Nineteen middle and elementary school teams from across Tennessee will compete Tuesday, April 22, at the Project Citizen Showcase at the Nashville Public Library. “We the People: Project Citizen” is a national civic education program coordinated with support from the Howard H. Baker Jr. Center for Public Policy at the University of Tennessee, Knoxville.
The U.S. Department of Energy has announced that Mascoma Corporation, with the University of Tennessee, is among the recipients of a $26 million grant for the development of biomass conversion technology. The facility is to be constructed at the Niles Ferry Industrial Park in Monroe County as part of the Tennessee Biofuels Initiative.
The Office of Communications + Marketing at the University of Tennessee, Knoxville, has won 23 awards from the Volunteer Chapter of the Public Relations Society of America, including two first-place awards for Tennessee Today, the faculty/staff communications program.
The University of Tennessee, Knoxville, has named Wayne T. Davis as the interim dean of the College of Engineering (COE). Davis, now COE associate dean for research and technology, will become the interim dean effective May 10.
The University of Tennessee has officially launched its ambitious $1 billion fundraising campaign to enhance programs of excellence at all of the university’s campuses and institutes. So far, $704,007,696 has been raised.
Kim Givens, administrative assistant for the clinical psychology department, is described by colleagues as kind, respectful and helpful. She is this month’s Send Roses recipient.
Marva Rudolph, director of UT Knoxville’s Office of Equity and Diversity, discusses the university’s diversity goals and its progress toward obtaining them. To date, more than 80 academic and non-academic departments on campus have developed plans aimed at achieving those goals.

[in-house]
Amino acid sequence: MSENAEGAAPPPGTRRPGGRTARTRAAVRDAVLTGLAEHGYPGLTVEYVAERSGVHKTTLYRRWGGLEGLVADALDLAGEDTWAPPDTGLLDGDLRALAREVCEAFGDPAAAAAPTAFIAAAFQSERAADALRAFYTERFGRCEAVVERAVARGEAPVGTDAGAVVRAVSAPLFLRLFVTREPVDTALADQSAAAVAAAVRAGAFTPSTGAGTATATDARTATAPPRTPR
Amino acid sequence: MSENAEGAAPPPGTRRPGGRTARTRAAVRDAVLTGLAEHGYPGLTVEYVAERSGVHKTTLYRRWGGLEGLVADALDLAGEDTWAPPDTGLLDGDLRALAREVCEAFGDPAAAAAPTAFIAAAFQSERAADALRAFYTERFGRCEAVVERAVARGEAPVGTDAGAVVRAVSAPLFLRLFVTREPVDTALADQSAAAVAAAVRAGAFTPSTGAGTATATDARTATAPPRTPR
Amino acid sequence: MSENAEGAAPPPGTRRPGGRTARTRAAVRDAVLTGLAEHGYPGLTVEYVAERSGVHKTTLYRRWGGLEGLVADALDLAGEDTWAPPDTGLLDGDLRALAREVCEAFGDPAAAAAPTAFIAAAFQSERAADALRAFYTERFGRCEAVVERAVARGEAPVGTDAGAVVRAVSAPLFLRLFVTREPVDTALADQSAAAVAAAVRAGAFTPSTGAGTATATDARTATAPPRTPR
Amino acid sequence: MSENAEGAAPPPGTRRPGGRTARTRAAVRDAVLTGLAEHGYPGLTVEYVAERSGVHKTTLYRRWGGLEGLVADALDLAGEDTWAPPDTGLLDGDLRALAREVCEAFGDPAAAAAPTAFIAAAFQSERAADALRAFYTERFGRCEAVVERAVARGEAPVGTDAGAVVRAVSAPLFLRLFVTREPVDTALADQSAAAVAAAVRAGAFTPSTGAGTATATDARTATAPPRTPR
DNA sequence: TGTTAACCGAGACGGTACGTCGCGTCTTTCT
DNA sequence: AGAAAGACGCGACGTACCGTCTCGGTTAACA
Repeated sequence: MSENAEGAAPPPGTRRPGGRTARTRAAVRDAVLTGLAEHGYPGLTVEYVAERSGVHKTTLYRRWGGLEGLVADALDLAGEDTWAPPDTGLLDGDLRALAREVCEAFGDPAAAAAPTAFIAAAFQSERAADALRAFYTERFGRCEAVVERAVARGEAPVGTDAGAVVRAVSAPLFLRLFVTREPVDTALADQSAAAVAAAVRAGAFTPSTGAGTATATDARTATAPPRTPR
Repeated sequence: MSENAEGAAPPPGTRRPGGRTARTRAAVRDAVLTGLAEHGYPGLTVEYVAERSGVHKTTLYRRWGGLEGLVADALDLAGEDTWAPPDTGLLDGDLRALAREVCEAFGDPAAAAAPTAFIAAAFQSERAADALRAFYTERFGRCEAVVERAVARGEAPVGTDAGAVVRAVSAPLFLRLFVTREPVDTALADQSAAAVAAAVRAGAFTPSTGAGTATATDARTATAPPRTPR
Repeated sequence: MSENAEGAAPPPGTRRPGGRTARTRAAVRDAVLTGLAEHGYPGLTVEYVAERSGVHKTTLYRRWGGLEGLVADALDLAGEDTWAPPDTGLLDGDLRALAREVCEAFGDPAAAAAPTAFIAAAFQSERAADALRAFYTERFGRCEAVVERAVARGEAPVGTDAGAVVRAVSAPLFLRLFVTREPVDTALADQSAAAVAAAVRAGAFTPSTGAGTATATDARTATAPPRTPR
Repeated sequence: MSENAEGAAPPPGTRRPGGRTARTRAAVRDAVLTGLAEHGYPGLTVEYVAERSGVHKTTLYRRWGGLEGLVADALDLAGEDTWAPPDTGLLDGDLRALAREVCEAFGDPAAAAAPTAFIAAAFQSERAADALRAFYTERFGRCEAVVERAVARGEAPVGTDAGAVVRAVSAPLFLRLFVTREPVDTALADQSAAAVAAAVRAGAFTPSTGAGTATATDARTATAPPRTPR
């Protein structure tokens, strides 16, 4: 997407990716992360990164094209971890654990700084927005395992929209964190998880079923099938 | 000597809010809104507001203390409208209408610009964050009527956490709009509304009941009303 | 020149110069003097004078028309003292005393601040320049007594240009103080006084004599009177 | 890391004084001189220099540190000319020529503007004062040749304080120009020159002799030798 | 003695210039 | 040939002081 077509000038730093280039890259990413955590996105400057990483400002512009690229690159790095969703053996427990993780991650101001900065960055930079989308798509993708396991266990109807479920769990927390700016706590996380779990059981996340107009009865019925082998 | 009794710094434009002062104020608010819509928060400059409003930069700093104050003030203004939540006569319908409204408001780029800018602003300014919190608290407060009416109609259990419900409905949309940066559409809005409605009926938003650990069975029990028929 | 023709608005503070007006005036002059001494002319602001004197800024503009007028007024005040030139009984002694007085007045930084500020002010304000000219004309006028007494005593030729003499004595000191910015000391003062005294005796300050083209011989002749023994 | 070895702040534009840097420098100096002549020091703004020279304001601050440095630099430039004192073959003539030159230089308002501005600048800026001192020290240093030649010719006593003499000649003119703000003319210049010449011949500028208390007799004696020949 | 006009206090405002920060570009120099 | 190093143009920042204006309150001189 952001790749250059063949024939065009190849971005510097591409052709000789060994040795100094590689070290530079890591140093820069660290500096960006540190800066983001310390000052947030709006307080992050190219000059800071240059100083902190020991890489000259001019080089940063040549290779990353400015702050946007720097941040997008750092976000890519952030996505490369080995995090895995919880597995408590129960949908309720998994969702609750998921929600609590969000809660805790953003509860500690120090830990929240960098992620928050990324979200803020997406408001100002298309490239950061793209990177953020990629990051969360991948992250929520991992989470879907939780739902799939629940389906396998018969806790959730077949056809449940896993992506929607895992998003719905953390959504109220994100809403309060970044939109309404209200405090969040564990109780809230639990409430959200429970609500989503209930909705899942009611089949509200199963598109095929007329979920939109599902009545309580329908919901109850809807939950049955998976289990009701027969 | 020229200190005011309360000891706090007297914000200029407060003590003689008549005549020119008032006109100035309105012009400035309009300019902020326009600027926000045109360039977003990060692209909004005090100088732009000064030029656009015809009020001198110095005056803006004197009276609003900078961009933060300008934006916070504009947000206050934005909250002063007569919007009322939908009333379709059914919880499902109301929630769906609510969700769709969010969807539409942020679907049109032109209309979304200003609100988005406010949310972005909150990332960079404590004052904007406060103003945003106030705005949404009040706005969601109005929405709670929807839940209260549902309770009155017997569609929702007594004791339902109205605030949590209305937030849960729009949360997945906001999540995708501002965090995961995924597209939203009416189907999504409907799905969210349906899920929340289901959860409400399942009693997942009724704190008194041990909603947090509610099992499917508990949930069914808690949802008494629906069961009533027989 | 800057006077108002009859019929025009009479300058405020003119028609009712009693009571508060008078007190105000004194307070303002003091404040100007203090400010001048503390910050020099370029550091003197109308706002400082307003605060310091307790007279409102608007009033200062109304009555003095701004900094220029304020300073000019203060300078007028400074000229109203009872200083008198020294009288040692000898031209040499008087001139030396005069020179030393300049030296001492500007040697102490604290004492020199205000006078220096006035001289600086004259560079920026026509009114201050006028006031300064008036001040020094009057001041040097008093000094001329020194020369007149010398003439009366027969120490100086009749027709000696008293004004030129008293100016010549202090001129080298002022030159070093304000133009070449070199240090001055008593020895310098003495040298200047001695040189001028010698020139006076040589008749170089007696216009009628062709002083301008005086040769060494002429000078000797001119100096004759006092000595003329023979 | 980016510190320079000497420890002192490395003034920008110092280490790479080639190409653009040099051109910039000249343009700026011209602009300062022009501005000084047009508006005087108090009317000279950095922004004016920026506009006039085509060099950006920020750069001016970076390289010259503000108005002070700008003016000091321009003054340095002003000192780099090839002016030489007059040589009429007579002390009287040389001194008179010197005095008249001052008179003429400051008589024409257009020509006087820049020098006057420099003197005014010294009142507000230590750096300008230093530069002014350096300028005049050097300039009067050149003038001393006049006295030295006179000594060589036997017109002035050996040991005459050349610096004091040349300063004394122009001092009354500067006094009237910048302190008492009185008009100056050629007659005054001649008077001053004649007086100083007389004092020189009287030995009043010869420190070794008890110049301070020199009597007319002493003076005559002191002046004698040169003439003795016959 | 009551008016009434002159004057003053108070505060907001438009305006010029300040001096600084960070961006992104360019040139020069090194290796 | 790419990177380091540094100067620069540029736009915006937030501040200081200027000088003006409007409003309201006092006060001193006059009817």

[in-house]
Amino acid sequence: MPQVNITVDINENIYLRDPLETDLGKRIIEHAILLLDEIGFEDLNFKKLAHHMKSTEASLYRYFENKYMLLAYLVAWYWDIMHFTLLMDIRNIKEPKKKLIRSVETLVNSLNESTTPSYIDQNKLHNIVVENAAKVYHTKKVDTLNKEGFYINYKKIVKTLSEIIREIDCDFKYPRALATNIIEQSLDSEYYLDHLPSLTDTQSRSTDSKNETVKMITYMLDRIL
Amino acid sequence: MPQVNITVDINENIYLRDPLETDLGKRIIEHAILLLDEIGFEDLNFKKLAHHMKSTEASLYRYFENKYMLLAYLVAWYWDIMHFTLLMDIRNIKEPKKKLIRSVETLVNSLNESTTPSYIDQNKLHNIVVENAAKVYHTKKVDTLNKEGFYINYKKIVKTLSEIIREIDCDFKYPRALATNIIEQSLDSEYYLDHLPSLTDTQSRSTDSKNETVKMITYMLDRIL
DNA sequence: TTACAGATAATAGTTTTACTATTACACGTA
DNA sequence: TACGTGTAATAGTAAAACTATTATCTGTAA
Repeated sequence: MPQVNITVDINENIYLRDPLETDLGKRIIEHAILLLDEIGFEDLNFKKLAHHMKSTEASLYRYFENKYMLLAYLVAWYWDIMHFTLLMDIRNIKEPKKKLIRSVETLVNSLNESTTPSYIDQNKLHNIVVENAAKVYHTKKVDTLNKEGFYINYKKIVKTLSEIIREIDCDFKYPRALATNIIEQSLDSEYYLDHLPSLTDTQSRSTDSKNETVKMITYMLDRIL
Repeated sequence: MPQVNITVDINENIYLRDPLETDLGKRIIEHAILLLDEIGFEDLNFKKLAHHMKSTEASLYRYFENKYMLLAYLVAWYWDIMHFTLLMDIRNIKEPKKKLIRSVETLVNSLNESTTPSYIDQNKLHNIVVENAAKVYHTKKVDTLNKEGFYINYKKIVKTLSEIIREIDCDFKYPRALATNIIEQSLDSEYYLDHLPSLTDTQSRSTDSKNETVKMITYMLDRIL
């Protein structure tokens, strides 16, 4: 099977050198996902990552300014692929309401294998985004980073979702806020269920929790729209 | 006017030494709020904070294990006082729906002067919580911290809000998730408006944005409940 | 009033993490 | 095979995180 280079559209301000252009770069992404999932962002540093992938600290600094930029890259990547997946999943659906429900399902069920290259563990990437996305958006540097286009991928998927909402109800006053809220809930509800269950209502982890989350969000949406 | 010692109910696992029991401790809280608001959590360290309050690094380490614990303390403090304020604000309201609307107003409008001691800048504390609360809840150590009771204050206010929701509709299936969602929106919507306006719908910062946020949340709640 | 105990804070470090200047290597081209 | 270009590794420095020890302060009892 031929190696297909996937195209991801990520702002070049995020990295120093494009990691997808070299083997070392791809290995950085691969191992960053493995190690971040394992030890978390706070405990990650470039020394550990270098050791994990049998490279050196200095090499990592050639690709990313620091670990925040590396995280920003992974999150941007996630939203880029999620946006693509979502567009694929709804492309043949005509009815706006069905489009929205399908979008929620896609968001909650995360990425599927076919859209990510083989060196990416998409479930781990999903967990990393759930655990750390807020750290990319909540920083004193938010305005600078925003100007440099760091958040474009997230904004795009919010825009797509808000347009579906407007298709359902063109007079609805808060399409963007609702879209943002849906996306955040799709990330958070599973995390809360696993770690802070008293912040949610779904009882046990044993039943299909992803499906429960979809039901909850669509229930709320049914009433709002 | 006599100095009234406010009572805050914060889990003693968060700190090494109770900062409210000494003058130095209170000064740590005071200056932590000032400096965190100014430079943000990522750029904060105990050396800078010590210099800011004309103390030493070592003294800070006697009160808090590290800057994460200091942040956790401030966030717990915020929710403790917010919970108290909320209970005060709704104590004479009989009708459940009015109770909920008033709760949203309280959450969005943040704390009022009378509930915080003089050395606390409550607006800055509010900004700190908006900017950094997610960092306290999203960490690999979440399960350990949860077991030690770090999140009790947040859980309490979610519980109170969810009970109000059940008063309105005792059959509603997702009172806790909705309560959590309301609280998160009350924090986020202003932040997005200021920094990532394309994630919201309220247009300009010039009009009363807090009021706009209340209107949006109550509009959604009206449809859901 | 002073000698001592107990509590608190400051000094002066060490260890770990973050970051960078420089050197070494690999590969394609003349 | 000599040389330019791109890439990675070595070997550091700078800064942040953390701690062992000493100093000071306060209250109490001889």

Sam Swan, professor in UT Knoxville’s School of Journalism and Electronic Media and director of internationalization for the College of Communication and Information, travels to some of the world’s most unstable regions hosting workshops on broadcast management and other media training. One country at a time, he educates journalists and radio and television station managers around
As part of International Cesarean Awareness Month, the University of Tennessee, Knoxville, will present “The Business of Being Born,” a documentary about going through the U.S. health system as a pregnant woman. The film will be shown April 23 at 6 p.m., and a panel discussion will follow.
“Blacks in Tennessee, Past and Present,” a new book edited by Wornie Reed, professor and director of Africana Studies at the University of Tennessee, Knoxville, includes chapters written by experts from around the state. A discussion and question-and-answer session with Reed and the other authors will be held at 4 p.m., Thursday, April 24, in